Re: is it ok to tighten up extproc security?

Hi Douglas,

A few people have commented already but allow me to add a little.

If you are using extproc, then its good practice to move it to a
seperate listener. There is a note on Metalink that describes this,
sorry i dont have the number to hand. If you do this you can start the
new extproc listener as a "nobody:nobody" type user. Of course also
remove it from the main listener.

The extproc service was standard up to 11gR1, i.e. its not there by
default anymore in 11gR1, this is good.

The hardest problem is to find out if extproc is used or not. There are
a number of techniques that come to mind.

Check for dba_libraries :

SQL> edit
Wrote file afiedt.buf

  1  select * from dba_libraries
  2* where file_spec is not null
SQL> /

OWNER                          LIBRARY_NAME
------------------------------ ------------------------------
FILE_SPEC
--------------------------------------------------------------------------------

D STATUS
- -------
SYS                            DBMS_SUMADV_LIB
C:\app\Admin\product\11.1.0\db_1\bin\oraqsmashr.dll
Y VALID

ORDSYS                         ORDIMLIBS
C:\app\Admin\product\11.1.0\db_1\bin\oraordim11.dll
Y VALID

OWNER                          LIBRARY_NAME
------------------------------ ------------------------------
FILE_SPEC
--------------------------------------------------------------------------------

D STATUS
- -------

MDSYS                          SDO_GEOR_LIZARDTECH_LIB
C:\ADE\aime_071014.0004\oracle\md\dll\lt_dbmrsid_oci.dll
Y VALID


SQL>

and check if any added look like they are not installed by Oracle, i.e.
these three are installed by Oracle.

Another trick is to fire up the listener control lsrnct and run the
services command to see if any established connections have been made to
the extproc service.

Someone also mentioned mining the listener log, this is a good idea.
Another option is to look at all possible libraries, use the
DBA_DEPENDENCIES view and see if they are accessed by any PL/SQL
procedures (they must be if used) and then put audit on those procedures
for EXECUTE by access. Aother option at this stage for a quicker answer
is to check v$sqlarea for the same procedures.

You mention that AppDetective suggests adding valid node checking in the
protocol.ora, this would worry me, how old is your AppDetective? - the
protocol.ora has not been used for many a long year for valid node
checking, or is this an AppDetective bug? also like the OP, if the
lisetener is on the database server then the valid node checking will
restrict network connections to start from the database server. Also
valid node checking doesnt work at the service level so this would stop
valid connections. Also as one risk would be use of a library rather
than direct network access, this would not fix it.

hth

cheers

Pete

Douglas Cowles wrote:
> An application called appdetective has flagged one of my systems as having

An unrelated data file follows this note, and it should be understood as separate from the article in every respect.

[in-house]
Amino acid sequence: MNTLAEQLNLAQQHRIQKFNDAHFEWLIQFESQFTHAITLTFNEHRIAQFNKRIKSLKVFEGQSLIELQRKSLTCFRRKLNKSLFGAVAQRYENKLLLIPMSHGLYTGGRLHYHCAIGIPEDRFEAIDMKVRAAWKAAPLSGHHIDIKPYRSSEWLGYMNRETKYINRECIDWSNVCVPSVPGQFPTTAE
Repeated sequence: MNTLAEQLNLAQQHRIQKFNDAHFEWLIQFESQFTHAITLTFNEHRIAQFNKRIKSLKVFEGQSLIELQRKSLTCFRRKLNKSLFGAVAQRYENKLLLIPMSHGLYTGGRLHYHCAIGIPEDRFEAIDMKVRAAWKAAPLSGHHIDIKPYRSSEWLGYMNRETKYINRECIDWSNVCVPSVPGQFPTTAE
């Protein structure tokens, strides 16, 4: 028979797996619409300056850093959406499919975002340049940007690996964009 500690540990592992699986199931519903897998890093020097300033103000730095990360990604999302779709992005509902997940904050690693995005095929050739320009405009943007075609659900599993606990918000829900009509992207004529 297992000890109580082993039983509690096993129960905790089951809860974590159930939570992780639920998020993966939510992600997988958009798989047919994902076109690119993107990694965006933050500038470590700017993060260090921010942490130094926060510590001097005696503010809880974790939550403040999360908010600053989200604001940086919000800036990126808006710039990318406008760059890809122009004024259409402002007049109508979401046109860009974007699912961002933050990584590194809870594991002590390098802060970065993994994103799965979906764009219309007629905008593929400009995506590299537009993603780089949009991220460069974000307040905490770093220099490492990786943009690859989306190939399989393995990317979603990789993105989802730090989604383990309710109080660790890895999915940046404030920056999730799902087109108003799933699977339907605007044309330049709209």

> an extproc service which is a security violation in it's estimation. 
> It recommend I either remove the lines from listener.ora to prevent the 
> service from spawning or modify the protocol.ora to use validnode checking 
> parameter to only accept requests from certain network addresses. 
> 
> My first question is how can I determine whether there are any external 
> procs being used in the database in the first place.   I would figure it 
> would require a library, but all the libraries I have in the database are 
> owned by sys and don't seem user generated even for Peoplesoft purposes. I 
> would imagine I could turn this off but someone must have modified the 
> listener at some point to allow extproc in the first place which makes me 
> think someone wanted
> to do it but when and for what.  It could have been set up 3 years ago. 
> 
> Secondly, if the first question is not definitive, is simply putting the 
> database server itself as the only node allowed to invoke extproc a 
> solution that is likely to handle things?  It is possible a Peoplesoft app 
> or web server would want to invoke an extproc on a database server? 
> 
> This is a 10.2.0.3 database on AIX 5.3 running Peoplesoft  9 (unsure of 
> exact version)
> 
> Any other thoughts about how to handle a violation item like this would be 
> appreciated. 
> 
> 
> Thanks,
> Doug Cowles
> 

-- 

Pete Finnigan
Director
PeteFinnigan.com Limited

Specialists in database security.

If you need help to audit or secure an Oracle database, please ask for
details of our courses and consulting services

Phone: +44 (0)1904 791188
Fax  : +44 (0)1904 791188
Mob  : +44 (0)7742 114223
email: pete@xxxxxxxxxxxxxxxx
site : http://www.petefinnigan.com

Registered Office: 9 Beech Grove, Acomb, York, YO26 5LD, United Kingdom
Company No       : 4664901
VAT No.          : 940 6681 14

Please note that this email communication is intended only for the
addressee and may contain confidential or privileged information. The
contents of this email may be circulated internally within your
organisation only and may not be communicated to third parties without
the prior written permission of PeteFinnigan.com Limited.  This email is
not intended nor should it be taken to create any legal relations,
contractual or otherwise.

--
http://www.freelists.org/webpage/oracle-l


Other related posts: